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Target Audience

by Ryan Johnson, Dec 16 2008

 

I ran across a comment on the blog that I wrote last week. It caught my interest.  

Ejdalise wrote:

Not to say you guys won’t get there, but . . . I don’t know; perhaps it’s where I live, but I don’t often meet people who would be considered your target audience. Quite the opposite, in fact.

I thought about it for a bit, and wondered, why would he make that type of comment?  It didn’t take that long to realize that what is happening at least in terms of Ejdalise, is that many people don’t really understand our goals and intentions for this program, and thus think that we are aiming to create a show that is aimed at our smallish, yet active skeptical community. This is just not so.  

In order for a TV series to be successful in a “real” way that’s judged in the scale that will even make a blip in the Nielsen ratings, one must create a program that is consumable on the national, dare I say, international, scale. Too bad really, because that means that we have to create a show that must be, hmm how to say this correctly well… just easily understood by the general TV viewing audience. 

If we went out and created a TV show “For the Skeptics by The Skeptics” We wouldn’t last a season, probably only two episodes.  Forget the major networks, it wouldn’t get off the ground. As big as the community is, we’re not nearly big enough…yet.

I find most TV pretty dull, and rarely educational.  I have my favorites, generally divided into two categories: Mainstream network sitcoms that I can watch while working away on my laptop without fear of missing an important plot point.. A handful of network weeknight prime-time shows. Then there’s a few shows that I truly anticipate and watch, Mythbusters is surely one of them, I love to learn how things are made, how processes work and I really enjoy learning about new science, though most science shows seem to be re-hashing of pretty out of date science “wow” bits.

This sounds like I’m bashing the very industry that employs me, I’m not.  We all understand that in order to be successful in business you need to provide your customer with goods or services that they want, and in this case, our product is televised entertainment, and our customer just happens to be the majority of the TV viewers.  Well, that’s the hope anyway.

The Skeptologists needs to be a show that non-skeptics can watch and really enjoy.  A show that teachers can comment on in their 5th grade class the next day to their students. That the assembly line worker can joke about to his buddy over the din of the machinery.   And.. I didn’t forget.. A show that skeptics can watch, be entertained and educated by.   That’s a tall order. I want to create more than a show, I want to create a culture, and carefully injected into that culture is hopefully a few small bits of a molecule that will grow within the public.  An idea that thinking things through with different ideas and opinions is good.  Questioning things that are taken for granted, and sometimes just stopping to wonder why.

We all used to do it so much as a young child?  Why this? Why that? At some point along our growth, we stopped asking why, and got concerned with how much? What’s in it for me?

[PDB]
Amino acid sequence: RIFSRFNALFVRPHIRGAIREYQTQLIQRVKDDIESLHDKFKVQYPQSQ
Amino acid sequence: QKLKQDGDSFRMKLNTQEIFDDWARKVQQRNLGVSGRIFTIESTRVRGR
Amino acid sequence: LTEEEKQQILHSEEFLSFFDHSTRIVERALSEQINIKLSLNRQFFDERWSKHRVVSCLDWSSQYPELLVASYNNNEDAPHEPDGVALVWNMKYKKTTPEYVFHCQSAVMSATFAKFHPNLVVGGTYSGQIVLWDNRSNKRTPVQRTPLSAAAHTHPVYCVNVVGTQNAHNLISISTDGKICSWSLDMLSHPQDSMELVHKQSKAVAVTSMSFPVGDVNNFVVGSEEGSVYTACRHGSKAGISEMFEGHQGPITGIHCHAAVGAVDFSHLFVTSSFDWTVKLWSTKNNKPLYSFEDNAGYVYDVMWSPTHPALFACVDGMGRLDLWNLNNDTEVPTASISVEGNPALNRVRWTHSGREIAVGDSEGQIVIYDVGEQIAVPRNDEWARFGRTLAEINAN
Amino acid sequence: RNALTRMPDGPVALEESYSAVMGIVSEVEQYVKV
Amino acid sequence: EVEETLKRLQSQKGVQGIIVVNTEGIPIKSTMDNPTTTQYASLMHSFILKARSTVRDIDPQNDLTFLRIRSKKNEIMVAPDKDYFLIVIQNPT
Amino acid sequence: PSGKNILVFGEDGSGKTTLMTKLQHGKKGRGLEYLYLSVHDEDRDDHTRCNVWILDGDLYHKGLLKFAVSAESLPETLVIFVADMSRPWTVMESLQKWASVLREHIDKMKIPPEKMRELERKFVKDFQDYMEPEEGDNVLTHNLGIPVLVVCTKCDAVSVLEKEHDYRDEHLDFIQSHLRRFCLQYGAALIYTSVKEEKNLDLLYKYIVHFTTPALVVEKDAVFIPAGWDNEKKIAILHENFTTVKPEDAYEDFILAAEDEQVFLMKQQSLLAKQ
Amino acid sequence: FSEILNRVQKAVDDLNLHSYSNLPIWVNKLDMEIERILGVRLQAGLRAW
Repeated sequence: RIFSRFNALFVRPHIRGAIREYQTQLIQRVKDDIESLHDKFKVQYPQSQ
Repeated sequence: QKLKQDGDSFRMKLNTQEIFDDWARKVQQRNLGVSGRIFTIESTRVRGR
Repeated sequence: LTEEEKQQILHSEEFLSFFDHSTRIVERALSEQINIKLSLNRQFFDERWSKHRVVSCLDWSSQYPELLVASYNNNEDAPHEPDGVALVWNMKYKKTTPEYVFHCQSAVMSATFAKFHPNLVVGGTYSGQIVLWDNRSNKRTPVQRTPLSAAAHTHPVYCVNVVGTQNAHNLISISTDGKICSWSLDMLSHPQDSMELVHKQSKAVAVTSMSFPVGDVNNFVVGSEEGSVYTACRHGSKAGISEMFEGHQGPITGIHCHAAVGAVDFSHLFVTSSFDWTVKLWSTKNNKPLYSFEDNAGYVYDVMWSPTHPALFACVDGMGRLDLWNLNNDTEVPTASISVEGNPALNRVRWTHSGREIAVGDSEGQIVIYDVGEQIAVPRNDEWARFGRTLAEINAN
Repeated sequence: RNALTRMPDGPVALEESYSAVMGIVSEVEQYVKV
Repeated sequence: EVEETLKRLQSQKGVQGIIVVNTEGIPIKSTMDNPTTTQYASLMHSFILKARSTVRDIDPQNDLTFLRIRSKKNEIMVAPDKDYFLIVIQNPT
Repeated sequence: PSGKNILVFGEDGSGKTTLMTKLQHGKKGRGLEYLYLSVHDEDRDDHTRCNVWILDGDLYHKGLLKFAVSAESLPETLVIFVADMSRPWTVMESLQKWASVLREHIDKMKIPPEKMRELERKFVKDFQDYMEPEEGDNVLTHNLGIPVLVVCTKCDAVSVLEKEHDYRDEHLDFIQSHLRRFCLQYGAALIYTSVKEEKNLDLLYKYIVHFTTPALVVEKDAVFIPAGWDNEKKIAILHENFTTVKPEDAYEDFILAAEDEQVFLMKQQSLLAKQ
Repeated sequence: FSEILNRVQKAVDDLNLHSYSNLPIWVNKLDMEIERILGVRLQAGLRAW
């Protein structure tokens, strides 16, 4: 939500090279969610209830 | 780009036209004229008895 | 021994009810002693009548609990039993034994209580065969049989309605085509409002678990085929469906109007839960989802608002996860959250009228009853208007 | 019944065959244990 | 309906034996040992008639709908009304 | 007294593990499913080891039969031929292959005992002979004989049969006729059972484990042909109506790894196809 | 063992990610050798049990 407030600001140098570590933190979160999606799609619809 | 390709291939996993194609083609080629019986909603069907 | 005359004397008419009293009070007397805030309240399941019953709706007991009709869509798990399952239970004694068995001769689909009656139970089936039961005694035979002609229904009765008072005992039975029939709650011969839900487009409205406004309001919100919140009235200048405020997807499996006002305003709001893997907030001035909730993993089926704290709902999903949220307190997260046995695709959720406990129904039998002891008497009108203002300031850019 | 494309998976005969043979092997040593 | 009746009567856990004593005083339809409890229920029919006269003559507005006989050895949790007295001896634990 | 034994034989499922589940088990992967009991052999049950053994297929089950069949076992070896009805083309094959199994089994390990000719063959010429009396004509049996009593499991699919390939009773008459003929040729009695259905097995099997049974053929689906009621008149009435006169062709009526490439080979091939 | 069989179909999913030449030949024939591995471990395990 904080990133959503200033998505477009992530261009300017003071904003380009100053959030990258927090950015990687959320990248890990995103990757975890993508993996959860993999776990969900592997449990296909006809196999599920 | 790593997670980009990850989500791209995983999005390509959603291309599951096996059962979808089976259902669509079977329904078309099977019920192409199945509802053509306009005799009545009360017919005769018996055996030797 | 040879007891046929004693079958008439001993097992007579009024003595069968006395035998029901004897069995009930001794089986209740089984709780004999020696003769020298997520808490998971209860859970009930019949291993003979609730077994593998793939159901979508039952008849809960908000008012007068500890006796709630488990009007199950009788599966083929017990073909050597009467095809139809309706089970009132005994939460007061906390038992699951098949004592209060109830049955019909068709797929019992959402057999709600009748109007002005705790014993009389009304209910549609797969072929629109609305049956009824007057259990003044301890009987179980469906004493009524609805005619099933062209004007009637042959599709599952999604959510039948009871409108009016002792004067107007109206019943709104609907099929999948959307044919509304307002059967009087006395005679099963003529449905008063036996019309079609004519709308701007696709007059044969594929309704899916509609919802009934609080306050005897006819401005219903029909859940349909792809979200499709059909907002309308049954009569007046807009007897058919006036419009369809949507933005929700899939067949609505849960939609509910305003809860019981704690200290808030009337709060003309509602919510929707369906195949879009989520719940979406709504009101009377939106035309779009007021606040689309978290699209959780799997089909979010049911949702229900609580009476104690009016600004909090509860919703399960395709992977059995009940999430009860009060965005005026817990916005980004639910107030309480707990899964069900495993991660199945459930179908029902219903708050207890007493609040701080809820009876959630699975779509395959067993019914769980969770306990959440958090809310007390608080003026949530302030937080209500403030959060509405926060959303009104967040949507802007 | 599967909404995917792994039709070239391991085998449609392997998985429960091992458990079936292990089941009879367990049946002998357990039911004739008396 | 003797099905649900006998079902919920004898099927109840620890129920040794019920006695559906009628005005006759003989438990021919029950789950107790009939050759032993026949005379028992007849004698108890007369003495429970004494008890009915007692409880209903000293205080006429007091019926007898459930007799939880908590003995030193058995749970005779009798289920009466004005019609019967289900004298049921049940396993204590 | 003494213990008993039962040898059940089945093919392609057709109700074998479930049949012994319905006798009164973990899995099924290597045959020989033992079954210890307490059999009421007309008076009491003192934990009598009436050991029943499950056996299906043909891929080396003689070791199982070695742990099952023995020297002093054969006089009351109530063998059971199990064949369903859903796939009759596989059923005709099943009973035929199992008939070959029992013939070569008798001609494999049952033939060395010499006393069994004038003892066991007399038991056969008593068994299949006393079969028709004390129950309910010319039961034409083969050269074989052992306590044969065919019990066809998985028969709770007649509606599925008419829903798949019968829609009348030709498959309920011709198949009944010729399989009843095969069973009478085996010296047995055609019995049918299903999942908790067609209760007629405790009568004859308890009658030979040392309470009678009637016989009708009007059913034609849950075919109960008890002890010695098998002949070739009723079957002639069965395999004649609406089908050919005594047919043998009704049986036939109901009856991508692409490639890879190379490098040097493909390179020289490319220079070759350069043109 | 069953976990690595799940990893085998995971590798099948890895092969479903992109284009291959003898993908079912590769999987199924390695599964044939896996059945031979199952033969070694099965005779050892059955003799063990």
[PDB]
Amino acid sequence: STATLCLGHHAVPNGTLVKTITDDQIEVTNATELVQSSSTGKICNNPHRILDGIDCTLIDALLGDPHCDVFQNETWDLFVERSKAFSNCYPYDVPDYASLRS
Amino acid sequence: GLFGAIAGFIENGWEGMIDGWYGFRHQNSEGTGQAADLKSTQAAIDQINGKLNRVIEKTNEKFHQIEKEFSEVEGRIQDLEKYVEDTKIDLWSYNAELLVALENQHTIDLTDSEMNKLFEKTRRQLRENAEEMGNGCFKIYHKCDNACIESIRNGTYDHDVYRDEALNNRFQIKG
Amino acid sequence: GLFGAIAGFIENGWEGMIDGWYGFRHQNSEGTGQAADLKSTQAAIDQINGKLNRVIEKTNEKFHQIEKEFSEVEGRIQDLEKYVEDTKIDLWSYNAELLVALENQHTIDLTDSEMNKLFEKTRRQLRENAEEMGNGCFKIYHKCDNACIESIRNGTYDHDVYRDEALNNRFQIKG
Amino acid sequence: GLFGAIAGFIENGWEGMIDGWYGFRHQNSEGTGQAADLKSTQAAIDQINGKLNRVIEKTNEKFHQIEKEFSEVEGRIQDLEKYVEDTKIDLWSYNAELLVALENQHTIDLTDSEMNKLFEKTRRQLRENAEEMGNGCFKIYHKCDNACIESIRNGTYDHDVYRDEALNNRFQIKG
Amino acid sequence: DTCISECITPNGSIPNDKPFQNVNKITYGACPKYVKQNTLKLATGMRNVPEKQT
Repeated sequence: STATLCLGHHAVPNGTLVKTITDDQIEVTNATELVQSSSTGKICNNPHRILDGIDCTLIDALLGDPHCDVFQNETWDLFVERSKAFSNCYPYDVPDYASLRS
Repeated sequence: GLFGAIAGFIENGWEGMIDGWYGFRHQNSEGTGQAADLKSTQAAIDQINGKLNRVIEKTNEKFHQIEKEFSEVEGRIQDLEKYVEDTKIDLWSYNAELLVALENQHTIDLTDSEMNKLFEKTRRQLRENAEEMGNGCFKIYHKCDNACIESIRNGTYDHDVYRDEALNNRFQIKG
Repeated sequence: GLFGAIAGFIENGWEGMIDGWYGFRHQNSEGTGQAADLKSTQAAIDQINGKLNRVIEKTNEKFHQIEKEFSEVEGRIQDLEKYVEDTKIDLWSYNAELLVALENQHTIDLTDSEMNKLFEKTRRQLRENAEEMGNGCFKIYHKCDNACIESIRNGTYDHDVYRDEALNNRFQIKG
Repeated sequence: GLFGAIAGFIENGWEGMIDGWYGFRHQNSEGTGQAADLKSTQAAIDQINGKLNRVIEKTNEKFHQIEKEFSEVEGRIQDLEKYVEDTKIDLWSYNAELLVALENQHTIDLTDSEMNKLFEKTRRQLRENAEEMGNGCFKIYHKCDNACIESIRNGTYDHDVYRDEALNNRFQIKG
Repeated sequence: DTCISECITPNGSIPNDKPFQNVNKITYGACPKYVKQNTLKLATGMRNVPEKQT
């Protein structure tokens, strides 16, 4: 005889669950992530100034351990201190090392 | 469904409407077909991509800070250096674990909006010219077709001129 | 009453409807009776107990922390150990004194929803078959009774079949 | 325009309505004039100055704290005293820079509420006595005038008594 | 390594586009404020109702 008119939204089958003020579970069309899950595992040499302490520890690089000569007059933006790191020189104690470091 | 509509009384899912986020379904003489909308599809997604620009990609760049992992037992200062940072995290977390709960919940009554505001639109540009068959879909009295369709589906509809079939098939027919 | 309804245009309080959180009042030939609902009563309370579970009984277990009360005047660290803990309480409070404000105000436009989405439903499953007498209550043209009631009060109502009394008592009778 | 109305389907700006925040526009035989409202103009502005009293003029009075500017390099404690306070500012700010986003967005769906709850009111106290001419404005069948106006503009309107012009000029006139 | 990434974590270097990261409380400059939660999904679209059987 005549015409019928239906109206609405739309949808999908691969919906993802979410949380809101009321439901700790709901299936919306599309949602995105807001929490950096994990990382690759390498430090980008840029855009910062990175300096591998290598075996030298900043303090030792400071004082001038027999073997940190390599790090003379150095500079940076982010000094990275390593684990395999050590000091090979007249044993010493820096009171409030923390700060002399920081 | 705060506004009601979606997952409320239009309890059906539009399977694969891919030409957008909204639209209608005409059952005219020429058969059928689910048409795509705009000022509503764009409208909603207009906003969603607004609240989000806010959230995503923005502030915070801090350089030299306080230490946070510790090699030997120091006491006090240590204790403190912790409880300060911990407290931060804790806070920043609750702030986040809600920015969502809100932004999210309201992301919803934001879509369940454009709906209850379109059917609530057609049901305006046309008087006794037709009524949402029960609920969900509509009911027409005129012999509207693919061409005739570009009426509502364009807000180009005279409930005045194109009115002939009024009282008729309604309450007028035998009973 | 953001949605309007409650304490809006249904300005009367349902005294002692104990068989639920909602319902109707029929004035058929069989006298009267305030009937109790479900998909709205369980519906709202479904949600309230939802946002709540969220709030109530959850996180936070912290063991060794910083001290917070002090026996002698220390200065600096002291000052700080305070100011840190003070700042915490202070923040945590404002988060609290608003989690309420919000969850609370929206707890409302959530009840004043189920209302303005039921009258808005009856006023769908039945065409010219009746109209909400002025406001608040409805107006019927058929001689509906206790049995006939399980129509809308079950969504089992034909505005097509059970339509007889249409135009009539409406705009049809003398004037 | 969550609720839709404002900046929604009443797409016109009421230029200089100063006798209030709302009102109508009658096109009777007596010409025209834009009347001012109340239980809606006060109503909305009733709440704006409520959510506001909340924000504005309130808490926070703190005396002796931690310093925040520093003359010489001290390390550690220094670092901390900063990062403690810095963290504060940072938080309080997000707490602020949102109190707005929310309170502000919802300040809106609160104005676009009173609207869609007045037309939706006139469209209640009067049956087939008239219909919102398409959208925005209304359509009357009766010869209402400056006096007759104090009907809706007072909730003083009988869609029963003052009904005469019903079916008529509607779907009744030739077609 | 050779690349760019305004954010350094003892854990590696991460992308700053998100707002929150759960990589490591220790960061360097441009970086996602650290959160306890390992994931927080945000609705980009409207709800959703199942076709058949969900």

I know what your thinking, “Oh no, the show is going to be boring and dumbed down.” Not so.  My aim is to assemble a program that’s got great, new, relevant science, fun and interesting tests and experiments to determine and come to conclusions right before our eyes.  The show is about a cast of characters who all come from different but amazing backgrounds and a way to watch as they all bring their own perspectives to bear on the subjects.

The show is about The Skeptologists and without giving away the format, it’s about how they interact to come up with solutions to problems and challenges.  It’s not about the things, it’s about the emotions, the wonder and the creativity that’s required to be a good thinker, scientist and skeptic.  It doesn’t matter if they are performing high level equations or simple arithmetic, that’s not the story.  The story is why we do things this way and why some people choose not to take the time to consider why, or how.  

The world is full of people taking advantage of other people in many different ways.  The Skeptologists have the power to show people how to think better, deduce, use logic and critical thinking.  Maybe we’ll start to find that people just need a common ground in which to discuss tricky topics.  It could be that they never gave it much thought, or perhaps, they didn’t dare bring it up for fear that their own doubts would be looked upon by others as negative. By creating The Skeptologists culture within our show, our viewers can talk about the show… but hey, look at that, what they are really talking about is how they’re suddenly skeptical about something. 

So who is our Target Market? I’ll be bold and greedy and say: Almost everyone. That’s a really tough demographic, but I intend to give a bit to everyone, and my amazing cast and crew will deliver the goods… I’m sure of it.

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14 Responses to “Target Audience”

  1. If entertaining education is the product, who wouldn’t be a target? Go for it and good luck!

  2. Susan B. says:

    Maybe you’ve answered this question before, but what can we as hopeful viewers do to help this show get off the ground? Would letters to tv production studios help, either requesting skeptical shows in general or specifically expressing our desire to see The Skeptologists? I’m sure that part of what will get studios interested in the show is an awareness of how big the potential audience is, but I don’t know enough about the tv industry to know what actions on our part will help the most.